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The U.S. Department of State and the J. William Fulbright Foreign Scholarship Board are pleased to announce that Matthew Berg, Ph.D., professor of history at John Carroll University, has received a Fulbright U.S. Scholar Program award to Vienna, Austria. 


Professor Berg will research at the Austrian National Library, the Documentation Archive of the Austrian Resistance, and the Social Science Library of the Austrian Chamber of Labor, as well as the Viennese Municipal and Provincial Archive, as he completes his book manuscript Reinventing Red Vienna: The Reconstruction of a Social Democratic Milieu, 1945-1949


The project examines post-conflict reconstruction of democratic political culture in Vienna during the initial years of reconstruction under four-power occupation through frames that include: denazification; employment and patronage; housing shortage and other infrastructure challenges; and education reform. Professor Berg will be affiliated with the International Research Center for Cultural Studies in Vienna and the Institute for Contemporary History at the University of Vienna.

Though my Fulbright work will focus on bringing my book manuscript to completion, I look forward to bringing this work to students here at John Carroll University and more broadly. Our world has too many regions either actively in conflict or struggling with post-conflict issues.  The world has a tremendous need to prepare students to engage in post-conflict work in governmental, NGO or volunteer capacities, or work directly with refugees from conflict regions around the world.  

He continued, “In keeping with our Jesuit mission to care for whole persons, my work will contribute to our ability to hone students’ critical focus,  cultivate their empathy, and become more informed citizens of a global power whose decisions affect people under circumstances of conflict or reconstruction."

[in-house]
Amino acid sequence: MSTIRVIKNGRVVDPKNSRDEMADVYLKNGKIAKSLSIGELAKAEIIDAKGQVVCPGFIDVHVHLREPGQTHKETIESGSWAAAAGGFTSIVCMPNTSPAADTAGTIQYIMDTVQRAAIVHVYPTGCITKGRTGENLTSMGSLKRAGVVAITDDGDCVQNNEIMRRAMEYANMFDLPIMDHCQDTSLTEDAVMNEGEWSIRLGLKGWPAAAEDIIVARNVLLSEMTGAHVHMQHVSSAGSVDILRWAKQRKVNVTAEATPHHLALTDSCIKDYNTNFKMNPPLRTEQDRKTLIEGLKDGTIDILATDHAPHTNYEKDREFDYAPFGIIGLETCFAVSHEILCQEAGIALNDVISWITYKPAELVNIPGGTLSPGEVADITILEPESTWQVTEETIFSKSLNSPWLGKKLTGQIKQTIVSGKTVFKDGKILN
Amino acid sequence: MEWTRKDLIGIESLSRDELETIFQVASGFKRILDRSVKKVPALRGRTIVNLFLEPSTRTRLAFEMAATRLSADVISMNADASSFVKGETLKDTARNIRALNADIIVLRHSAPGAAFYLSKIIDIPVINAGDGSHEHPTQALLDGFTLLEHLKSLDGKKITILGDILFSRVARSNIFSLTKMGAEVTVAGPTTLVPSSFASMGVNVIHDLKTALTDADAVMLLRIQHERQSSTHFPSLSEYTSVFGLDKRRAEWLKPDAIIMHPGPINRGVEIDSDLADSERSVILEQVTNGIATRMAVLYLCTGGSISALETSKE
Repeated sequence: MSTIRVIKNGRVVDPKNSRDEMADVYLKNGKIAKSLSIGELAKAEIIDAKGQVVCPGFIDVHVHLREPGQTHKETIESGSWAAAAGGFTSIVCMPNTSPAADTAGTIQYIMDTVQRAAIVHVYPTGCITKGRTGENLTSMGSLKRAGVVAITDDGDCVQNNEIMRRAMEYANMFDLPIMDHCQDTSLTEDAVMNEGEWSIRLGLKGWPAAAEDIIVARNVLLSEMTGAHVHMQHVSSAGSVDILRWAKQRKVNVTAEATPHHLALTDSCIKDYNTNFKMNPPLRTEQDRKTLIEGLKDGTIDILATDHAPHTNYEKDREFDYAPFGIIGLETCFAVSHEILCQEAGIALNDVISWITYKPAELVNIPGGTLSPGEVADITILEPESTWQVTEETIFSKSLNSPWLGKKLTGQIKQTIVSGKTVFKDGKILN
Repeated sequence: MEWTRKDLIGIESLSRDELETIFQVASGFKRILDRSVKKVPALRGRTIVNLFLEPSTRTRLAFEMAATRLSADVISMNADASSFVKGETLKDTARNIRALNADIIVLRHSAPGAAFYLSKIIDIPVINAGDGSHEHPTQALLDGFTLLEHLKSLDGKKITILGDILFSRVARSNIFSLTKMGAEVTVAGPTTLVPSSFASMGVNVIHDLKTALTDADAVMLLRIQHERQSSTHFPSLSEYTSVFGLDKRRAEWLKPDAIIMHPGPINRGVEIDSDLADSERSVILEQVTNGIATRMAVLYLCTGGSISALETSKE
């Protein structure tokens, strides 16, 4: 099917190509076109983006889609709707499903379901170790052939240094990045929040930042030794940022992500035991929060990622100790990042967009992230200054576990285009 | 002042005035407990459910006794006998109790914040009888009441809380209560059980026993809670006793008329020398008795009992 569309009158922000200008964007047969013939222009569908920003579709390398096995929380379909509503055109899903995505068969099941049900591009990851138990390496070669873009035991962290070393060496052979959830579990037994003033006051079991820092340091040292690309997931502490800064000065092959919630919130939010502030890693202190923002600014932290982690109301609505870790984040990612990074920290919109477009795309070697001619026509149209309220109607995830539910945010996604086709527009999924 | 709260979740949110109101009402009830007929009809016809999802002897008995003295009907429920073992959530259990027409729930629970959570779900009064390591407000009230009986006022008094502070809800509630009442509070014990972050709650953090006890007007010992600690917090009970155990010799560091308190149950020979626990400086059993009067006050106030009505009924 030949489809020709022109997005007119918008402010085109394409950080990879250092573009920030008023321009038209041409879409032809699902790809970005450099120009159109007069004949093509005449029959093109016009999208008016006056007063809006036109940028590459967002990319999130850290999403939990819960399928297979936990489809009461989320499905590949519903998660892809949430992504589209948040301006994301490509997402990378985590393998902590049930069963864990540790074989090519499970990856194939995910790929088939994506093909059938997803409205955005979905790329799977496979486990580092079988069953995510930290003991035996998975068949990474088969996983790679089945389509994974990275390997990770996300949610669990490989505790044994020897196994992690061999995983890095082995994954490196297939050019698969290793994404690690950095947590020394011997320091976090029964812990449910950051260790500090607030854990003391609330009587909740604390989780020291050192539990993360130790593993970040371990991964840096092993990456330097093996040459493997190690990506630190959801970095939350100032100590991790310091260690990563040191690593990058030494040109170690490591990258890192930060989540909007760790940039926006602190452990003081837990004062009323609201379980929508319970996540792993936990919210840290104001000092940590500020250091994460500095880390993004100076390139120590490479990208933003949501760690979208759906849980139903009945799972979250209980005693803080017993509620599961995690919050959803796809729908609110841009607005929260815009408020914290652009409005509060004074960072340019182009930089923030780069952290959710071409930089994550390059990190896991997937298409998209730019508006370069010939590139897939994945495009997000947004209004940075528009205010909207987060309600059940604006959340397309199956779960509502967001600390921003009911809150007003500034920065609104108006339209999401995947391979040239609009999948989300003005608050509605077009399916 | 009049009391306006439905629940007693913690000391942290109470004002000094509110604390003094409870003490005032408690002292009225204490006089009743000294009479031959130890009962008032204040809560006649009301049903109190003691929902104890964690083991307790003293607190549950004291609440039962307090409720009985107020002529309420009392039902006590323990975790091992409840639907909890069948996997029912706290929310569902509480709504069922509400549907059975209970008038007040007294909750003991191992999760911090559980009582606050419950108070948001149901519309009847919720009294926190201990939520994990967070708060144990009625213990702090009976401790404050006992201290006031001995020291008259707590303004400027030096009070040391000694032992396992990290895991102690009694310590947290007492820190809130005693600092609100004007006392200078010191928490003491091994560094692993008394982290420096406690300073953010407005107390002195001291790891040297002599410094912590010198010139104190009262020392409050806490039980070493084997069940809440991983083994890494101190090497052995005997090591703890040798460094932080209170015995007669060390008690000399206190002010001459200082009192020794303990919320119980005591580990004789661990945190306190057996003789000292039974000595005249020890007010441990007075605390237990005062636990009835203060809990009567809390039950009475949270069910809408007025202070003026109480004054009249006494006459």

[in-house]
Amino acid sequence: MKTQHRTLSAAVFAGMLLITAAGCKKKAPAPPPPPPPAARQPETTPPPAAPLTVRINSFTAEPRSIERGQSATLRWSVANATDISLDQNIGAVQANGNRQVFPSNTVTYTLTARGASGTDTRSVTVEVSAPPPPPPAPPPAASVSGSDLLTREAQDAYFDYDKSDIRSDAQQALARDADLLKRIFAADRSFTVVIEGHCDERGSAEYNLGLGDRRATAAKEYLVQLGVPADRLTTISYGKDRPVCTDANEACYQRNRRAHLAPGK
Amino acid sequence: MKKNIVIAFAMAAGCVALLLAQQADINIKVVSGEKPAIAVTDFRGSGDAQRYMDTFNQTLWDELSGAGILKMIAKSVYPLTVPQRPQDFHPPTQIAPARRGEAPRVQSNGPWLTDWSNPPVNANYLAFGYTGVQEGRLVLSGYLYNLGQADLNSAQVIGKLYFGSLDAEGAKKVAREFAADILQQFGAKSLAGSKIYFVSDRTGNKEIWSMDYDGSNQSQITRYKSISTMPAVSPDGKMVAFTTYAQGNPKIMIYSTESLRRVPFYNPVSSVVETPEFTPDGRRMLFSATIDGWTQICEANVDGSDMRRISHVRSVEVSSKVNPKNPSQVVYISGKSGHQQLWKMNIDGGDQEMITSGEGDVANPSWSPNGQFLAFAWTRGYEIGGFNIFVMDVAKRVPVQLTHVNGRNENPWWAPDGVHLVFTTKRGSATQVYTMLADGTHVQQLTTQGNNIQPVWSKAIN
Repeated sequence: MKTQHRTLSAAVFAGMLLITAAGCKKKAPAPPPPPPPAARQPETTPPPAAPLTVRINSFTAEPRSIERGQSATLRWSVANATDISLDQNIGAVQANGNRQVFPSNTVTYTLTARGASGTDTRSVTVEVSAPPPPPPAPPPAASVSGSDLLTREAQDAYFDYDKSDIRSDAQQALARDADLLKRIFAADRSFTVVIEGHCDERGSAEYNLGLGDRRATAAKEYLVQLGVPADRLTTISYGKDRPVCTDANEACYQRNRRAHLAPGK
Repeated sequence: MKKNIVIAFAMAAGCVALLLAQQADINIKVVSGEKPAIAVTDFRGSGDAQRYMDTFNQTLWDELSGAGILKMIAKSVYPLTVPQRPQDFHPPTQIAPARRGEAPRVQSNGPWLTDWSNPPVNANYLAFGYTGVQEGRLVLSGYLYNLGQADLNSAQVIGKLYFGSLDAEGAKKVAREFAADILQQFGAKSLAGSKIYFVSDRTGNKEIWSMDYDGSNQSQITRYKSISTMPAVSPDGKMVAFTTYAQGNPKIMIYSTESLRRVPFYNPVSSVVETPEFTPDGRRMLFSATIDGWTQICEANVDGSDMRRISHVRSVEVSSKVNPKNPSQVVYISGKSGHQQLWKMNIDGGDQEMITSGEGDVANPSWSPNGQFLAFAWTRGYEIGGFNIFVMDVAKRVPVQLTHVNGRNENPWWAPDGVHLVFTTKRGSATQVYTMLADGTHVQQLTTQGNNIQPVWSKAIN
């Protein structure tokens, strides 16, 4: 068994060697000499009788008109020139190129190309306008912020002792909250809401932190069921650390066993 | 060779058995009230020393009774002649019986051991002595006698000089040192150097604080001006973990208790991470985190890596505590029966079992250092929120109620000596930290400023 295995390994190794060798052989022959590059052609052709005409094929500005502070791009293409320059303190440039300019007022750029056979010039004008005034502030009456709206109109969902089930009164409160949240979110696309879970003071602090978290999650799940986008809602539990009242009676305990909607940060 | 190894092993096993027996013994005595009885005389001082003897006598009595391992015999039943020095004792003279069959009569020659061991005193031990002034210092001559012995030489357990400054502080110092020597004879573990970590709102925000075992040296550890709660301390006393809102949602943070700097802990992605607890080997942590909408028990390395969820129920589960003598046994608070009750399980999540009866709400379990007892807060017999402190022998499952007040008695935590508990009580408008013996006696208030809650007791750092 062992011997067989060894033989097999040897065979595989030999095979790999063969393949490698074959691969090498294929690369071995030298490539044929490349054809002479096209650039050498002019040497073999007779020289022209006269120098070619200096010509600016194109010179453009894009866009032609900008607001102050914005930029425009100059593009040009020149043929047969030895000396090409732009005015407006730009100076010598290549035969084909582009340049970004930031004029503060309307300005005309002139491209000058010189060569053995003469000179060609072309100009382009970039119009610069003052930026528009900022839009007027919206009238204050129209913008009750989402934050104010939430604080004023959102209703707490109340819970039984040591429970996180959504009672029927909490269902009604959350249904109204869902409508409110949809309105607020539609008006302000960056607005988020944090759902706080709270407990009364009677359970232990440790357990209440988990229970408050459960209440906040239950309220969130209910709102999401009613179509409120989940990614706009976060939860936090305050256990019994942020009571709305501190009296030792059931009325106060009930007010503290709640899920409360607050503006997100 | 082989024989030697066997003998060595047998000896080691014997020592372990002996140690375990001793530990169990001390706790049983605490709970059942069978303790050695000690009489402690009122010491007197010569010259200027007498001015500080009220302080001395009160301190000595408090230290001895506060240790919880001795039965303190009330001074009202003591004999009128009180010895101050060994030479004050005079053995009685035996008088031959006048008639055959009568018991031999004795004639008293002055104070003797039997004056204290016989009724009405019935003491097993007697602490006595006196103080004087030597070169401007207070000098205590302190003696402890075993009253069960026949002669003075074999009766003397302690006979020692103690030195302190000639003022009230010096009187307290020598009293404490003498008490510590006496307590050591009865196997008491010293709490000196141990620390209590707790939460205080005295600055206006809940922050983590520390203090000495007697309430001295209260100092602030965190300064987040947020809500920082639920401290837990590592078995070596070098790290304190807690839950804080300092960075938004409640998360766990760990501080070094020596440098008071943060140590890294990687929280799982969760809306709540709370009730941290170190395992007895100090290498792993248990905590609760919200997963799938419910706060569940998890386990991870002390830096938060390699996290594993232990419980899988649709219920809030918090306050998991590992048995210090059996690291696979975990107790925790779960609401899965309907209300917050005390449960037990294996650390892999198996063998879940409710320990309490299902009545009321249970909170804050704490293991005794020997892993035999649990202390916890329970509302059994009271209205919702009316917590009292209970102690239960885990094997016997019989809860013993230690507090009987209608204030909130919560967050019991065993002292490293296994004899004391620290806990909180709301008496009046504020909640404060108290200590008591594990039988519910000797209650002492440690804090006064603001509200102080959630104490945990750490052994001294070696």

As a Fulbright Scholar, Professor Berg will share knowledge and foster meaningful connections across communities in the United States and Austria. Fulbrighters engage in cutting-edge research and expand their professional networks, often continuing research collaborations started abroad and laying the groundwork for forging future partnerships between institutions. Upon returning to their home countries, institutions, labs, and classrooms, they share their stories and often become active supporters of international exchange, inviting foreign scholars to campus and encouraging colleagues and students to go abroad. 


"John Carroll University inspires students to learn, lead, and serve in the community and throughout the world,” said Bonnie Gunzenhauser, Ph.D., dean of the College of Arts & Sciences. “Our faculty model this approach in any number of ways -- one remarkable example is Professor Matt Berg's recent appointment as a Fulbright Scholar to Austria. Professor Berg will spend the next academic year in Austria finishing his current book project, Reinventing Red Vienna, and making academic and cultural connections that will enrich his future research, his teaching, and the study-abroad programs he offers at John Carroll. I am thrilled to congratulate Professor Berg and to celebrate this well-deserved honor."


As Fulbright Scholar alumni, their careers are enriched by joining a network of thousands of esteemed scholars, many of whom are leaders in their fields. Fulbright alumni include 60 Nobel Prize laureates, 86 Pulitzer Prize recipients, and 37 who have served as a head of state or Government. The Fulbright Program is the flagship international educational exchange program sponsored by the U.S. government and is designed to forge lasting connections between the people of the United States and the people of other countries, counter misunderstandings, and help people and nations work together toward common goals. 


Since its establishment in 1946, the Fulbright Program has enabled more than 390,000 dedicated and accomplished students, scholars, artists, teachers, and professionals of all backgrounds to study, teach and conduct research, exchange ideas, and find solutions to shared international concerns. The Fulbright Program is funded through an annual appropriation made by the U.S. Congress to the U.S. Department of State. Participating governments and host institutions, corporations, and foundations around the world also provide direct and indirect support to the Program, which operates in more than 160 countries worldwide.


For further information about the Fulbright Program or the U.S. Department of State, please visit or contact the Bureau of Educational and Cultural Affairs Press Office by telephone 202-632-6452 or e-mail